Dovydas Nemeravicius (b), Saulius Ritter (s), gold, Lithuania, Angus Groom (b), Jack Beaumont (s), silver, Great Britain, Timo Piontek (b), Lars Hartig (s), bronze, Germany, Men's Double Sculls, 2018 World Rowing Cup I, Belgrade, Serbia © Detlev Seyb/MyRowingPhoto.com


Men’s double sculls (M2x) 
There has been inconsistent results this season. Reigning World Champions, New Zealand did not medal. Silver medallists from 2017, Poland picked up a win at World Cup III, but were bumped off the podium at the European Championships.

Great Britain has showed the most consistent results with Jack Beaumont and Angus Groom taking gold and silver during the World Cup series.

Keep an eye for Germany and Switzerland. The German duo of Lars Hartig and Timo Piontek finished with silver at two of the World Cups. They were pushed both times by the Swiss double of Nico Stahlberg and Roman Roeoesli. But the Swiss have changed their line-up in Plovdiv, switching in Barnabe Delarze for Nico Stahlberg.

Women’s single sculls (W1x)
It is hard to believe that anyone stands a chance of toppling Jeannine Gmelin’s (SUI) dominance. Gmelin fought her way to the top during the 2016 and 2017 seasons, finishing as World Champion last year. Since then, she has gone unbeaten winning all three World Cups as well as the Henley Royal Regatta and the European Championships.

We’ve seen a great performance from Ireland’s Sanita Puspure this season. Puspure has two silver medals from the World Cups and her final sprint at World Cup III brought her within one second of Gmelin.

Watch out too for Magdalena Lobnig of Austria. Lobnig has medalled at two World Cups and took silver in Glasgow. And don’t forget about Canada’s Carling Zeeman. She only competed once so far this season, but finished third behind Lobnig.

Men’s single sculls (M1x)
The New Zealand and German selections this season meant that these two countries often dominated the racing. New Zealand had to choose between double Olympic Champion, Mahe Drysdale and World Best Time holder, Robert Manson.

Germany had to choose between the young Tim Ole Naske, the Junior and Under-23 World Champion and the even-younger Oliver Zeidler, a newcomer with rowing in his blood. It all came down to World Cup III to decide. In the final sprint, it was clear.  Manson was and Zeidler second. They gained spots for their country to compete in Plovdiv. But did these scullers have to peak too early in the season?

They will be up against reigning World Champion Ondrej Synek of the Czech Republic. And keep an eye on Kjetil Borch of Norway. He came out of the Olympic bronze-medal double with Olaf Tufte and recently took the European Champion title.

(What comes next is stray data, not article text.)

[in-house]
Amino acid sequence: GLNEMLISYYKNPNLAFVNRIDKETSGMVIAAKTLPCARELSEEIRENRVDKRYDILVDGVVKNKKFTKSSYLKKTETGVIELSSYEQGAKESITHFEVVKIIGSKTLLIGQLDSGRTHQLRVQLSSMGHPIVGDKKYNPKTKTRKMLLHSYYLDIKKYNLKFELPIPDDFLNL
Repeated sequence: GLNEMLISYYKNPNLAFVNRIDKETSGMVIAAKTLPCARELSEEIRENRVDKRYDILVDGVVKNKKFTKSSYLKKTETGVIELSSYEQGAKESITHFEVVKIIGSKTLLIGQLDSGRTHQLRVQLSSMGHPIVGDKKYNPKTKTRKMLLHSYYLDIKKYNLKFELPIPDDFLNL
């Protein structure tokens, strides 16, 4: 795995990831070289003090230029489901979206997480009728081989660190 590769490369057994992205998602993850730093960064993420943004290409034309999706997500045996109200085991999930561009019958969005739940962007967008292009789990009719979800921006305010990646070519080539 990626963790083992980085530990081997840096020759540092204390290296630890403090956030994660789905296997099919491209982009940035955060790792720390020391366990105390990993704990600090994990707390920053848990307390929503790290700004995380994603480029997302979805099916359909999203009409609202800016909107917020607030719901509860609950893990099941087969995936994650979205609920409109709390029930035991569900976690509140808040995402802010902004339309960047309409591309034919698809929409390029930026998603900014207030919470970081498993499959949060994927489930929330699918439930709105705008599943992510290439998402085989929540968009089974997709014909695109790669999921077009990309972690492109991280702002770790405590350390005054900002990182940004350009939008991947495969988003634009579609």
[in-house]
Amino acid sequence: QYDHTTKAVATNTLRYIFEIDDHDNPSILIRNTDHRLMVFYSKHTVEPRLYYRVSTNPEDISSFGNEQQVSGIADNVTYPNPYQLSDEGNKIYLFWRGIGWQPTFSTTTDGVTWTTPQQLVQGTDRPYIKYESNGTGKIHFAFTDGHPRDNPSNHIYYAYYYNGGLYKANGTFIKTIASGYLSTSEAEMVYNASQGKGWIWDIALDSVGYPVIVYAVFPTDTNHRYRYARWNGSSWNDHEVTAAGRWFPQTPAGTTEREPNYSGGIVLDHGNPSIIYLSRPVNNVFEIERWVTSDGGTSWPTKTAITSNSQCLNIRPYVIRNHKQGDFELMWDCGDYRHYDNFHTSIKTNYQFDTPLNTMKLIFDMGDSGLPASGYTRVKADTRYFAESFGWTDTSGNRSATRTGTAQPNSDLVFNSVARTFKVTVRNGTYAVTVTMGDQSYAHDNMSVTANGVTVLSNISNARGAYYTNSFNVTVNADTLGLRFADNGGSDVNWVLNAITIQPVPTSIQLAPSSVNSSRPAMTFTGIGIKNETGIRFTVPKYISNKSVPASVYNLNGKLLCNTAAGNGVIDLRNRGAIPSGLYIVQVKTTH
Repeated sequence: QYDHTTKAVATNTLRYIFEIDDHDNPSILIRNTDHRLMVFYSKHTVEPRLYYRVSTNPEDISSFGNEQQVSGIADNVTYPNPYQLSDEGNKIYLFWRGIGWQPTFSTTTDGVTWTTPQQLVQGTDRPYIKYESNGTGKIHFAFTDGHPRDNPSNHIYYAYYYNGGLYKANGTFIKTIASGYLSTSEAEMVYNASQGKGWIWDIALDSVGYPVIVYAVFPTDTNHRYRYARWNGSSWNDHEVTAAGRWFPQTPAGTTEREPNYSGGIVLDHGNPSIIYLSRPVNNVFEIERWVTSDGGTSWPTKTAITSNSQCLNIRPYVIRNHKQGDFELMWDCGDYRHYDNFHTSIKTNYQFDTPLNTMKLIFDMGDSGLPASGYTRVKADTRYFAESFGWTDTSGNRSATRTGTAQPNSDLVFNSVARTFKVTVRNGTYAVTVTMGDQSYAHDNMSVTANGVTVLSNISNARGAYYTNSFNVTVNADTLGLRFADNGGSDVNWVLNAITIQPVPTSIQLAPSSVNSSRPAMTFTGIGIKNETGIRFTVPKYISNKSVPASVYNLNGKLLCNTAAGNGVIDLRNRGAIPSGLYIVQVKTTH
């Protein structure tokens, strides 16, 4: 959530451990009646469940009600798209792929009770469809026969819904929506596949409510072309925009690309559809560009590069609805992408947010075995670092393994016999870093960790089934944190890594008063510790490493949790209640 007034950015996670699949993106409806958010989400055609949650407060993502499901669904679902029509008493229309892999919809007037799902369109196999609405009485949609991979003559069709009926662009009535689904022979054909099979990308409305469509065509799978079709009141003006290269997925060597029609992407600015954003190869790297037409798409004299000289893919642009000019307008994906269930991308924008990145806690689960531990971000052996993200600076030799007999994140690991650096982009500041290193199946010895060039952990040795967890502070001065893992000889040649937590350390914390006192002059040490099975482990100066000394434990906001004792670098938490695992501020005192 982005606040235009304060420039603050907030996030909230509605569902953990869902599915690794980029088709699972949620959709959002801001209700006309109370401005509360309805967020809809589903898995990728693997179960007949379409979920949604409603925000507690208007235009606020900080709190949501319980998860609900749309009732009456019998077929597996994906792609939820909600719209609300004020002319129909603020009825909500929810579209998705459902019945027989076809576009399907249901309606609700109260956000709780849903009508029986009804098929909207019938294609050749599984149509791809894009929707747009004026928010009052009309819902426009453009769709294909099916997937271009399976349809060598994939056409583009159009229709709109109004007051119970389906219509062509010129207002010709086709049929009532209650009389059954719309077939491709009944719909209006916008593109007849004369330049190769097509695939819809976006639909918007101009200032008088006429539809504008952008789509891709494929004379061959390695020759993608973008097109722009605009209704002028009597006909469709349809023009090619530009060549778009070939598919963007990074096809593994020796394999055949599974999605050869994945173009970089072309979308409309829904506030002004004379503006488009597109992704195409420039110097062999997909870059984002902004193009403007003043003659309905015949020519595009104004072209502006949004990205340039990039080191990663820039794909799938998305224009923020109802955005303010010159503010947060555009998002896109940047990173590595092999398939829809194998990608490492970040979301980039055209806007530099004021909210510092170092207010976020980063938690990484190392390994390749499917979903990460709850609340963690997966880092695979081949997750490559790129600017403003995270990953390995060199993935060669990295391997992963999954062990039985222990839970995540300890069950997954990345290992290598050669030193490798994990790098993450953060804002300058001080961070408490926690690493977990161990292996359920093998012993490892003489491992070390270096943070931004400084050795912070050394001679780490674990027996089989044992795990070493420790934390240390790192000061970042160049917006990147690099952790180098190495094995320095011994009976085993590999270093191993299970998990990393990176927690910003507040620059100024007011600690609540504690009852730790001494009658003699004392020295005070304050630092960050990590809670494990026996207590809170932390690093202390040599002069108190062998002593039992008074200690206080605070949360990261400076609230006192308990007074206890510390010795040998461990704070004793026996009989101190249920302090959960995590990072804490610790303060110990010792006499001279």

Women’s eight (W8+)
There are eight crews entered and we expect a great battle. Many of these crews have not had the opportunity to race each other this season, so it’s difficult to know where they all sit.

The Dutch opened the season with a dominant performance and will have a strong line-up in Plovdiv. New Zealand won at World Rowing Cup III with Canada hot on their tails, fiery after their silver-medal win at last year’s World Championships.

Reigning World Champions, Romania struggled to find speed in the World Cups. But they topped the podium at the European Championships. Keep an eye too on the Americans. They dominated women’s sweep rowing for ten years and will be back to prove themselves.

Johannes Weissenfeld (b), Felix Wimberger, Maximilian Planer, Torben Johannesen, Jakob Schneider, Malte Jakschik, Richard Schmidt, Hannes Ocik (s), Martin Sauer (c),gold, Men's Eight, Germany,2018 World Rowing Cup I, Belgrade, Serbia © Detlev Seyb/MyRowingPhoto.com

 

Men’s eight (M8+)
The reigning World Champions, Germany seem to be unbeatable. They have won everything they entered this season, despite challenges in some of the early rounds of racing.

Australia came the closest at World Cup III with Germany taking gold just in the last strokes. If the Australians has gained speed in the past few months, they are in a good position.

The British are also medal contenders. They struggled with illness and injury early in the season, but are likely to have now found the best combination. And don’t rule out the Dutch. They had two top-level eights to choose from and certainly have the man-power to be on the podium.